Health Analytics Firm Bivarus Raises $1.9M for Patient Software

Hospitals often try to improve their services by getting direct feedback from customers—their patients. But even when patient surveys are electronic, many patients decline to respond to all of the questions, if they bother to respond at all.

Bivarus is addressing that problem with a software platform that simplifies the patient’s experience while giving hospitals, clinics, and physician practices powerful analytics to make best use of the information that patients do share. Now the Durham, NC, startup has raised $1.9 million to help the company grow. Excelerate Health Ventures, based in Research Triangle Park, NC, led the Series A round.

Some hospital surveys can consist of as many as 100 questions. The Bivarus offering limits questions to 10. But the company says its software makes sure that each patient is asked to respond only to the 10 most important queries, which the software determines dynamically using an algorithm that takes into account the relative importance of a measure as well as prior observations. Survey questions can be customized to each healthcare facility.

Patients don’t need any sophisticated software to respond and the surveys can be taken over e-mail or by text message. Bivarus says that response rates with its software are 30-60 percent higher than traditional survey methods, depending on the clinical setting. The Bivarus software also offers tools that enable healthcare providers to crunch the information, produce reports, and determine actions based on survey responses. The cloud-based software is available by subscription; the price is prorated, depending on the number of estimated patients a facility sees each month.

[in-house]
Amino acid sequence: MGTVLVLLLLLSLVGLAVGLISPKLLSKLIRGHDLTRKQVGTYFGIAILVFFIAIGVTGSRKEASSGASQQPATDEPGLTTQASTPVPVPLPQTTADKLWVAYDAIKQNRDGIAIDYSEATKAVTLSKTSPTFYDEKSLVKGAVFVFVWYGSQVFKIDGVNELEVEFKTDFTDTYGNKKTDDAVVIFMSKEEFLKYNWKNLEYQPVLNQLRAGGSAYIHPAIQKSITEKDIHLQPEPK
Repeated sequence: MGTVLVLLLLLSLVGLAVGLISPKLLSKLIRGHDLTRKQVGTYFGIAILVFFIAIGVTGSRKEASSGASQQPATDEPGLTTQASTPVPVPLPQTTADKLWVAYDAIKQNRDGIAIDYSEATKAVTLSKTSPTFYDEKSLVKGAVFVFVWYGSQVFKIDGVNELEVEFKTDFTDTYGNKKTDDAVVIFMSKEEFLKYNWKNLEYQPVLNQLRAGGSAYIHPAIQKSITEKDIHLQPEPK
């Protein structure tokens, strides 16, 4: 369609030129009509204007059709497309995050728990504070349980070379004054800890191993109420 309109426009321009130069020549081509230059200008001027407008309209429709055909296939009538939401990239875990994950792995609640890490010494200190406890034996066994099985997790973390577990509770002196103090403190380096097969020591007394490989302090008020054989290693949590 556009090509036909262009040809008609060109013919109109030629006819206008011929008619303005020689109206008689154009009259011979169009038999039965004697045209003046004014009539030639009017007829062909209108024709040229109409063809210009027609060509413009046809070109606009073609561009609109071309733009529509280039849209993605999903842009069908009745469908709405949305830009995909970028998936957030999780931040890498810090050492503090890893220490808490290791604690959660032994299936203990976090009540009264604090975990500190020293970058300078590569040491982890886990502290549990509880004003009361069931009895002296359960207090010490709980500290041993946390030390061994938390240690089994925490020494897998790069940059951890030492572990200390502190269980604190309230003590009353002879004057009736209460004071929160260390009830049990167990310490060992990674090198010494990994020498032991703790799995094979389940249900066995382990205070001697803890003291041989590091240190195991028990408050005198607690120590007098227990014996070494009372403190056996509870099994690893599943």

Bivarus was co-founded in 2012 by Seth Glickman, director of the Office for Population Health and Value at UNC Health Care, and Kevin Schulman, professor of medicine at Duke University. The company is led by CEO David Levin, who previously served in executive roles at Morrisville, NC, contract research organization Clinipace Worldwide, and MercuryMD, a Durham developer of mobile software that was acquired by The Thomson Corporation in 2006.

Frank Vinluan is an Xconomy editor based in Research Triangle Park. You can reach him at [email protected] Follow @frankvinluan

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